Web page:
How to Choose an Executor
When you create a will, you will make decisions like who your assets are left to and who will take legal guardianship of your children. You also have to choose an executor of your will. If this is your first time creating a will, this could be an unfamiliar term. An executor is simply a person you designate to handle your estate after your death. Even if you don’t have a large estate, an executor is very important to distribute your estate smoothly and effectively. Therefore, there are qualities you should consider when choosing an executor.
What is an Executor?
Before we can discuss how to choose an executor, you should know what goes into an executor and the legal requirements in Florida to be an executor. As previously stated, an executor manages your estate after your death. They will handle many responsibilities in the probate process like legal affairs, paying off creditors, and distributing property to beneficiaries. An executor’s exact duties will be dependent on your specific estate.
In the state of Florida, an executor must:
- Be at least 18 years old
- Never been convicted of a felony
- Be physically and mentally capable of performing executor responsibilities
- A Florida resident, unless the executor is related to you by blood, adoption, or marriage
Even though an out-of-state family member can serve as your executor, it might be a good idea to choose someone that lives in Florida or can easily travel to the state frequently. In the immediate months after your death, the executor will need to handle many duties in person. Now that you have basic qualifications, let’s dive into choosing an executor best for your estate.
Essential Qualities of an Executor
You probably have many people in your life that meet the legal qualifications to serve as an executor, but not everyone would be a good fit. Therefore, it’s wise to receive guidance from an estate planning attorney on who would fulfill these duties responsibly. Generally speaking, here are some essential qualities of an executor.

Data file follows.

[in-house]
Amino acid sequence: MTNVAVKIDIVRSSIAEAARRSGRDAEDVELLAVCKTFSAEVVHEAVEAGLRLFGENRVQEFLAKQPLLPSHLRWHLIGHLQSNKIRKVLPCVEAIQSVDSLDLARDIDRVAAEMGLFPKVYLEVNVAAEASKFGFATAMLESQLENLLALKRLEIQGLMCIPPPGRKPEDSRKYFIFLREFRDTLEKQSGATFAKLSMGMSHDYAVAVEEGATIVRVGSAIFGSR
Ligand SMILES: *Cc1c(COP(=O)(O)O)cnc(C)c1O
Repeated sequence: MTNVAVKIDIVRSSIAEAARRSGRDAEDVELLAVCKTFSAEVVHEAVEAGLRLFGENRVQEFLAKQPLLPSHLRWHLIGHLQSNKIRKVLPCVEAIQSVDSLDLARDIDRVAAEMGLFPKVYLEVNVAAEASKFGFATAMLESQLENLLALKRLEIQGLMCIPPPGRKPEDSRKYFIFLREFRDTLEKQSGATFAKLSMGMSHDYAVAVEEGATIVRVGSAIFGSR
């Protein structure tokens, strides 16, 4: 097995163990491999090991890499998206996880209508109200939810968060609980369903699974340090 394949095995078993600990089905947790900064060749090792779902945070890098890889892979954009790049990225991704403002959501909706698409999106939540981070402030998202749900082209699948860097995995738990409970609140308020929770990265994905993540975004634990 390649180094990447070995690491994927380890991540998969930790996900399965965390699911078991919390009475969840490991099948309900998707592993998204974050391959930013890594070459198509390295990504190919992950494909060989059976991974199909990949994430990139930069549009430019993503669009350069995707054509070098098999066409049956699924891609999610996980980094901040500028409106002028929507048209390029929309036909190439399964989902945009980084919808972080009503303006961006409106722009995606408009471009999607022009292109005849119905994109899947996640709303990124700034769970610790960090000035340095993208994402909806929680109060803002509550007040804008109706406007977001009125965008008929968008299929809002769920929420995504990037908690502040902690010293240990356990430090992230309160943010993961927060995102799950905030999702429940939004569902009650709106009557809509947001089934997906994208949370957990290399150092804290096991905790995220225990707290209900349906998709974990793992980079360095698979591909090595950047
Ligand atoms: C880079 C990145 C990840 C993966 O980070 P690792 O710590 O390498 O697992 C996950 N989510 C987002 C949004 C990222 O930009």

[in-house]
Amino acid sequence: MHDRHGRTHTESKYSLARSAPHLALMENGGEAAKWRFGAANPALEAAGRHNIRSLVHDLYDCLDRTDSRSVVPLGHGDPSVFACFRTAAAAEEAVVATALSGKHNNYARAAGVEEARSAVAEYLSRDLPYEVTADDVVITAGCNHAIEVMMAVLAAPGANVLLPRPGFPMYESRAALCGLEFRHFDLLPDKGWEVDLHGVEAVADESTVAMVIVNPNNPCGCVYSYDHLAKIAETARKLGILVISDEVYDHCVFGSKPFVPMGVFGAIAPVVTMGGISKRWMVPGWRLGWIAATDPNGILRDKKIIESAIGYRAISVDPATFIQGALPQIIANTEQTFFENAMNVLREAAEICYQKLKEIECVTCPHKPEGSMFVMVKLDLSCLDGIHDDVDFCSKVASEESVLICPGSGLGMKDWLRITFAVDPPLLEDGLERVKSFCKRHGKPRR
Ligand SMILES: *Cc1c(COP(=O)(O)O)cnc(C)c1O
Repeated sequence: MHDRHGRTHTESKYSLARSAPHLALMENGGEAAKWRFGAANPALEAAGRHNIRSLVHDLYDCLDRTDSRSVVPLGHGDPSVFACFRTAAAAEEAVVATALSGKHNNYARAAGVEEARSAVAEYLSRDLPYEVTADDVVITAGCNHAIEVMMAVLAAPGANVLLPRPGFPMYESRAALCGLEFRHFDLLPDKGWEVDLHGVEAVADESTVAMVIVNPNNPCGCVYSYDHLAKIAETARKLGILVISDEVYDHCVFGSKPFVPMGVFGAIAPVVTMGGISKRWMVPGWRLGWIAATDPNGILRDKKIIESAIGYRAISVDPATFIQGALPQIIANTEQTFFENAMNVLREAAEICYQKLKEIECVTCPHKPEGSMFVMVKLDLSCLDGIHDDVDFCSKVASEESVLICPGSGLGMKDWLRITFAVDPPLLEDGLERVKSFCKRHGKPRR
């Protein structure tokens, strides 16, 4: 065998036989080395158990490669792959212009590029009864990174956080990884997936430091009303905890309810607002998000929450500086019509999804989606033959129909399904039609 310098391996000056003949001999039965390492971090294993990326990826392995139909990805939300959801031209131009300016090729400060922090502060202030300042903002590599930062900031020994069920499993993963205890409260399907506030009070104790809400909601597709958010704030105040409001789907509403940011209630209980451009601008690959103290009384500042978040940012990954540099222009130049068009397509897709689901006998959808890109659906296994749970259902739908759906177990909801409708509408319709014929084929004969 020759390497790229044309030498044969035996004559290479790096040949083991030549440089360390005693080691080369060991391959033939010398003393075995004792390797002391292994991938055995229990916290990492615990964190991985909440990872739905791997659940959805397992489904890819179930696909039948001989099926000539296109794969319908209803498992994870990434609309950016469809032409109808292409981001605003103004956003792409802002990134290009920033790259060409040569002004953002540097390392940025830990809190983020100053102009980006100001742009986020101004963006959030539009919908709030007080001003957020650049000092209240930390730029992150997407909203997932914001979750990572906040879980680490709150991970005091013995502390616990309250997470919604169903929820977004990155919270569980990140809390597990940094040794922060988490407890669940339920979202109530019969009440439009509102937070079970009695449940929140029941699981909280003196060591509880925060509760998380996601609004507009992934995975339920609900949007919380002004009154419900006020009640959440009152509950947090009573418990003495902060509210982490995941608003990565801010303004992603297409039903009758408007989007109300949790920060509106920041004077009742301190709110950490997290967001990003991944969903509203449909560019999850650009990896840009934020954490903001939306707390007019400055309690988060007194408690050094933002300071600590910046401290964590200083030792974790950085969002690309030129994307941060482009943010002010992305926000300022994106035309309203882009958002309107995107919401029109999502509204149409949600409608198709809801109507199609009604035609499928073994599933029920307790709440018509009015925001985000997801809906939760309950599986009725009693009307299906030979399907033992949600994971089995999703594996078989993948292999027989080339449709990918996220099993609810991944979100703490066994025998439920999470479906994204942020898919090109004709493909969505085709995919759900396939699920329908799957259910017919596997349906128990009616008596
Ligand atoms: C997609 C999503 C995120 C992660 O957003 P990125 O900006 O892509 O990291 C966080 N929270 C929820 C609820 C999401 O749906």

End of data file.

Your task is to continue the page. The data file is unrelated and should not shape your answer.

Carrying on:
After your death, an executor will handle many documents, phone calls, in-person meetings, and finances. Therefore, you will want an executor who has already shown they are organized and has good project management skills. This will make the probate process and executing the will move along efficiently and with minimal frustrations.
The executor of your estate will have access to all of your property and finances after your death. In order for your last wishes to be carried out as you planned, the executor of your estate must be trustworthy in a number of ways. They should be able to handle finances with integrity and stay focused throughout the process.
Your executor should also be trustworthy emotionally and relationally. If they are constantly involved in family drama or disagreements, they probably aren’t a good fit for an executor. Emotions are high after a close loved one’s death, and it’s the executor’s job to manage and close out your estate without negative emotions getting in the way.
Willing to carry out duties
The person you have in mind for your executor might meet all the above qualifications, but the most important one is if they are willing. Most family members and close friends are more than ready to help in this way, but it’s essential to get their full support. As your life changes over the years, check in with your named executor to make sure they are still willing to fulfill duties.
Choose a Successor Executor
You will want to consider age and life stages when deciding on an executor. Choosing a younger individual or someone around your age is the best option. This is because they will likely be able to serve as your executor longer. Still, though, you should name a successor executor. A successor is a person who will serve as the executor if your original executor has passed away or cannot perform the duties effectively. The successors should also be carefully selected.
After you have someone in mind for an executor, plus any successors, it’s crucial to have a conversation with them. Open communication will ensure they fully understand what’s being asked of them and are willing to do it. Once you have agreed on who will serve as your executor, it’s time to create or update your will.
Contact Merriman Law Firm for a free initial consultation, and we will help guide you on creating your will and estate plan. We are experts in wills, estate planning, trusts, and guardianship and know how to make this a straightforward process for our clients. Our professionals can provide as much counsel as you need to make informed decisions on what matters most. So contact us today and connect with Merriman Law Firm on Facebook and Instagram for more tips.